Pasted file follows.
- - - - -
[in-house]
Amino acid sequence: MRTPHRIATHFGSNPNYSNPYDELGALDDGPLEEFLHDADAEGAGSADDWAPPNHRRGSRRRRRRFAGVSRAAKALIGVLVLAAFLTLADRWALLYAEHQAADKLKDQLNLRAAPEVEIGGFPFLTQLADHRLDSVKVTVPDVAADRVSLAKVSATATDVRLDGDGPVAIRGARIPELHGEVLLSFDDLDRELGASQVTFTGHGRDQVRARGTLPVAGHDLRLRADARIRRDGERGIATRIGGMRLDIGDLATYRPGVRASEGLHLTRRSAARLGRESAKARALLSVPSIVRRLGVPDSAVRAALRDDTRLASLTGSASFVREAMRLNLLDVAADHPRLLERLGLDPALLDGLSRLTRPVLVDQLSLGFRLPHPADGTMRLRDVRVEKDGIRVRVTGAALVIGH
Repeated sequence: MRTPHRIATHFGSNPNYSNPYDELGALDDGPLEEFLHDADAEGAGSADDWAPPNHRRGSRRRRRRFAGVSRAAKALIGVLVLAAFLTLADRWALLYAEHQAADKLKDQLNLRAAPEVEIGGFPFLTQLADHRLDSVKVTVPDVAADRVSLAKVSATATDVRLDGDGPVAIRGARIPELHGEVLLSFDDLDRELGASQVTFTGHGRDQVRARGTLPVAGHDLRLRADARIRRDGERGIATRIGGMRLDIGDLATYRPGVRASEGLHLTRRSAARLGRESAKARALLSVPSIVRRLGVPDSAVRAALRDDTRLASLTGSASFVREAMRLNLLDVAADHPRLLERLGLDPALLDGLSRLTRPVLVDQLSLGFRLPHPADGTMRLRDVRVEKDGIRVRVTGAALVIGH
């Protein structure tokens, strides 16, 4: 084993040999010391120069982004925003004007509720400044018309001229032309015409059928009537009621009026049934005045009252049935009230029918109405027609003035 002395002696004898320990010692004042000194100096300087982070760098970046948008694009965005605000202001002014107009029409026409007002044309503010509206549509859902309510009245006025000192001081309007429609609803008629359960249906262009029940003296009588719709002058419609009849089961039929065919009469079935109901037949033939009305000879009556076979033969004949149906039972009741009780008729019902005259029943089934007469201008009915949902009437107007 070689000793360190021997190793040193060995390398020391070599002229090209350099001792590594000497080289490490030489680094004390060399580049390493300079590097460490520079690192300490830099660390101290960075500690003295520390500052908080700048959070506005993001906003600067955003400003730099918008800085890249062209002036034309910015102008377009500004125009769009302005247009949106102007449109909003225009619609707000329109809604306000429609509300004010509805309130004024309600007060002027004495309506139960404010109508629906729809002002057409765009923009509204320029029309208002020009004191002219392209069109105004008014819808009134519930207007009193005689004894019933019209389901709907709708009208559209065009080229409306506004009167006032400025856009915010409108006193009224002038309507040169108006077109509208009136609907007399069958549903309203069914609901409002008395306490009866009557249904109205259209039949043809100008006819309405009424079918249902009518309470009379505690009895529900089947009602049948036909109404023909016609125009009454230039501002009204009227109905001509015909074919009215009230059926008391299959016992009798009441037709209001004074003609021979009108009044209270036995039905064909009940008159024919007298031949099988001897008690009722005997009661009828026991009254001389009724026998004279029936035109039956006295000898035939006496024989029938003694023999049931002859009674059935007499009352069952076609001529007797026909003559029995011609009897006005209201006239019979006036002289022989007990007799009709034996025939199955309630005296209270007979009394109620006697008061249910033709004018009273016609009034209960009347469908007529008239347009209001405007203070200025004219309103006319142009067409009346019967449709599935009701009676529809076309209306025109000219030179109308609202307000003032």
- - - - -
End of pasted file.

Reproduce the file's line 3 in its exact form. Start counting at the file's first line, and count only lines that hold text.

Repeated sequence: MRTPHRIATHFGSNPNYSNPYDELGALDDGPLEEFLHDADAEGAGSADDWAPPNHRRGSRRRRRRFAGVSRAAKALIGVLVLAAFLTLADRWALLYAEHQAADKLKDQLNLRAAPEVEIGGFPFLTQLADHRLDSVKVTVPDVAADRVSLAKVSATATDVRLDGDGPVAIRGARIPELHGEVLLSFDDLDRELGASQVTFTGHGRDQVRARGTLPVAGHDLRLRADARIRRDGERGIATRIGGMRLDIGDLATYRPGVRASEGLHLTRRSAARLGRESAKARALLSVPSIVRRLGVPDSAVRAALRDDTRLASLTGSASFVREAMRLNLLDVAADHPRLLERLGLDPALLDGLSRLTRPVLVDQLSLGFRLPHPADGTMRLRDVRVEKDGIRVRVTGAALVIGH